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The Tourist


Reviewed by: Brad Sturdivant

Director: Florian Henckel von Donnersmarck

Stars: Johnny Depp, Angelina Jolie, Paul Bettany

Movie: 5/10

Overall: 5/10

After leaving THE TOURIST, I had to ask myself if the last 20 minutes of a film can make up for a very lackluster first 80 minutes.  Although I’m engaged in an internal debate in regards to that answer, I can honestly say that in the case of THE TOURIST, the answer is “no”.  I was left with too many questions after the curtain was pulled back (how/why did she choose to sit next to him on the train?) and what I thought I liked about the movie now doesn’t make sense and to a lesser extent, vice versa.

The Tourist

Elise (Angelina Jolie) is being watched by Interpol because she had a relationship with Alexander, a man that stole 744 million pounds from a wanted gangster.  After receiving a mysterious note, she enlists the help of Frank (Johnny Depp) a stranger that “has the same structure and build” as Alexander.  Since no one but her knows what he looks like, this encounter is to seemingly throw off Interpol so she and Alexander can be together.  But things don’t go as planned since the mobsters he stole from are also out to get him.  In other words, we have a bit of a role reversal where the woman is the super smart spy-type and the guy is the one that’s out of place.  It’s charming at times, but it still feels off.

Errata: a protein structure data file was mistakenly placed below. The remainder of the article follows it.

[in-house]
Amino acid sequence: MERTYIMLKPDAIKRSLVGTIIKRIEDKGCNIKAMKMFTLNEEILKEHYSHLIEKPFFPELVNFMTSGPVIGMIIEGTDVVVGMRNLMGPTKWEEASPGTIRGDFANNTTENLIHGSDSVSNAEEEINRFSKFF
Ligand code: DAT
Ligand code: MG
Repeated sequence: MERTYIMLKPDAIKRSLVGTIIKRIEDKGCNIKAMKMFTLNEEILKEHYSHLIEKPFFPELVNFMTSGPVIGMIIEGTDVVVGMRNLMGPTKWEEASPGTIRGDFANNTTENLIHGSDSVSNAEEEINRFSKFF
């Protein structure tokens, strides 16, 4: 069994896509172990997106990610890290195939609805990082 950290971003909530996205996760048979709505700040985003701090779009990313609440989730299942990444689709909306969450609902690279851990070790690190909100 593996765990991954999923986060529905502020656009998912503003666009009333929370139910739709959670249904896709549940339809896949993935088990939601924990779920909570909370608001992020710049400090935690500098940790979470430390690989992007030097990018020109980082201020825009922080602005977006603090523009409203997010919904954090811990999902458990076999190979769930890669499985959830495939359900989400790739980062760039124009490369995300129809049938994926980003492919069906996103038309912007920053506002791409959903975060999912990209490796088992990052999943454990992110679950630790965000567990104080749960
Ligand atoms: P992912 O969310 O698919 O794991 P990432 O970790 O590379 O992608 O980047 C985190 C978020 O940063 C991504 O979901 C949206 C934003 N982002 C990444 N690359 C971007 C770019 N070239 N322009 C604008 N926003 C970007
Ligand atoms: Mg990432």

The Tourist

One of the positive notes in the film is with the dialogue exchange between Elise and Frank, which went exactly how I would imagine a conversation between a normal man and Angelina Jolie.  It was cute in that Doris Day and Rock Hudson kind of way, but it was a small consolation to the extraordinary events that transpired later in the film.  And no matter what you think of the film and the ending, it will always come back to “why did she choose to sit next to Frank?”  I hate to dwell on that point, but it should have been addressed in some fashion.  And yes, the film is better as I look back and realize that things I thought were out of place were really part of the plan all along, but I think there’s a way to do that without making the audience think you’re telling a bad story.  It’s great to look back and figure things out, but you shouldn’t look back and completely change your mind about a film.

The Tourist

Director Florian Henckel von Donnersmarck chose an odd score that would have been better in a fairy tale film and not a man-on-the-run film.  Although some of the dialogue was groan-inducing, it again goes back to the ending, which makes you look back on the film with different eyes.  But overall, THE TOURIST feels like a Bond film without all the action.  It requires us to suspend disbelief and fall in love with the characters and get caught up in the moment they find themselves in.  Admittedly, that’s easier to do when you have two A-listers in their prime in the lead roles.  I often times found myself laughing along, only to pause moments later and shake my head in disappointment.

The Tourist

This movie is going to be misunderstood by a lot of audiences.  There were a lot of laughs (that I think were unintentional on the part of the filmmakers) in parts that I thought were supposed to be intense and there was confusion at various points where things weren’t clear.  But when everything is said and done, this film falls flat on almost every level, save for about 20 minutes.

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